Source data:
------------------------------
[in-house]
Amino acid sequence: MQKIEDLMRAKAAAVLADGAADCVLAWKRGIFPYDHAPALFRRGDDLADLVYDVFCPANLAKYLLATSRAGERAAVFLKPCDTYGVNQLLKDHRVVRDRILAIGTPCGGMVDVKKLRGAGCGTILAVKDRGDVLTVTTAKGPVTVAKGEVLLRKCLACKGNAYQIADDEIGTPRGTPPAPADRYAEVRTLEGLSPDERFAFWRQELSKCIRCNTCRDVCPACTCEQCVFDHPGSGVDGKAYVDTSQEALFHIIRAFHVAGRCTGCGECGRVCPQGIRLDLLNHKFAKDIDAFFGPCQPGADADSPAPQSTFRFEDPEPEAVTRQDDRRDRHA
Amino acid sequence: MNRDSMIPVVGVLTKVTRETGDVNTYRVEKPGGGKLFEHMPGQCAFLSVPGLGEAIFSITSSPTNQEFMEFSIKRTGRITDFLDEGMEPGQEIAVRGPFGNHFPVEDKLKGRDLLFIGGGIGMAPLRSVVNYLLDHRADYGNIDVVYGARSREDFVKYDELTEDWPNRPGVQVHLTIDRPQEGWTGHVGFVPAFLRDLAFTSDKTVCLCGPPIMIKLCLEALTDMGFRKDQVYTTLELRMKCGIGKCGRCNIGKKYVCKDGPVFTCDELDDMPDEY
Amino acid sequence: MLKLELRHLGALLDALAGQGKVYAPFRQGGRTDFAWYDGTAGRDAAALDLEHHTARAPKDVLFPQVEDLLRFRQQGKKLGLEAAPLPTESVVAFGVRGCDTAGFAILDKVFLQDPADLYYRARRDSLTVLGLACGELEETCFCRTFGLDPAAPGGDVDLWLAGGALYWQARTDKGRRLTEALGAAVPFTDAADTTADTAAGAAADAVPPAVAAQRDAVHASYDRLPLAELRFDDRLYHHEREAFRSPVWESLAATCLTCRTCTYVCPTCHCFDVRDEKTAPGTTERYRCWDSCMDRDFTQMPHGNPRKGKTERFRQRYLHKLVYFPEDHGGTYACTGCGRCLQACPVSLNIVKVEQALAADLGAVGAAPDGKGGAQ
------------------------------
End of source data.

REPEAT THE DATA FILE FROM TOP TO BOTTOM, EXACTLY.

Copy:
[in-house]
Amino acid sequence: MQKIEDLMRAKAAAVLADGAADCVLAWKRGIFPYDHAPALFRRGDDLADLVYDVFCPANLAKYLLATSRAGERAAVFLKPCDTYGVNQLLKDHRVVRDRILAIGTPCGGMVDVKKLRGAGCGTILAVKDRGDVLTVTTAKGPVTVAKGEVLLRKCLACKGNAYQIADDEIGTPRGTPPAPADRYAEVRTLEGLSPDERFAFWRQELSKCIRCNTCRDVCPACTCEQCVFDHPGSGVDGKAYVDTSQEALFHIIRAFHVAGRCTGCGECGRVCPQGIRLDLLNHKFAKDIDAFFGPCQPGADADSPAPQSTFRFEDPEPEAVTRQDDRRDRHA
Amino acid sequence: MNRDSMIPVVGVLTKVTRETGDVNTYRVEKPGGGKLFEHMPGQCAFLSVPGLGEAIFSITSSPTNQEFMEFSIKRTGRITDFLDEGMEPGQEIAVRGPFGNHFPVEDKLKGRDLLFIGGGIGMAPLRSVVNYLLDHRADYGNIDVVYGARSREDFVKYDELTEDWPNRPGVQVHLTIDRPQEGWTGHVGFVPAFLRDLAFTSDKTVCLCGPPIMIKLCLEALTDMGFRKDQVYTTLELRMKCGIGKCGRCNIGKKYVCKDGPVFTCDELDDMPDEY
Amino acid sequence: MLKLELRHLGALLDALAGQGKVYAPFRQGGRTDFAWYDGTAGRDAAALDLEHHTARAPKDVLFPQVEDLLRFRQQGKKLGLEAAPLPTESVVAFGVRGCDTAGFAILDKVFLQDPADLYYRARRDSLTVLGLACGELEETCFCRTFGLDPAAPGGDVDLWLAGGALYWQARTDKGRRLTEALGAAVPFTDAADTTADTAAGAAADAVPPAVAAQRDAVHASYDRLPLAELRFDDRLYHHEREAFRSPVWESLAATCLTCRTCTYVCPTCHCFDVRDEKTAPGTTERYRCWDSCMDRDFTQMPHGNPRKGKTERFRQRYLHKLVYFPEDHGGTYACTGCGRCLQACPVSLNIVKVEQALAADLGAVGAAPDGKGGAQ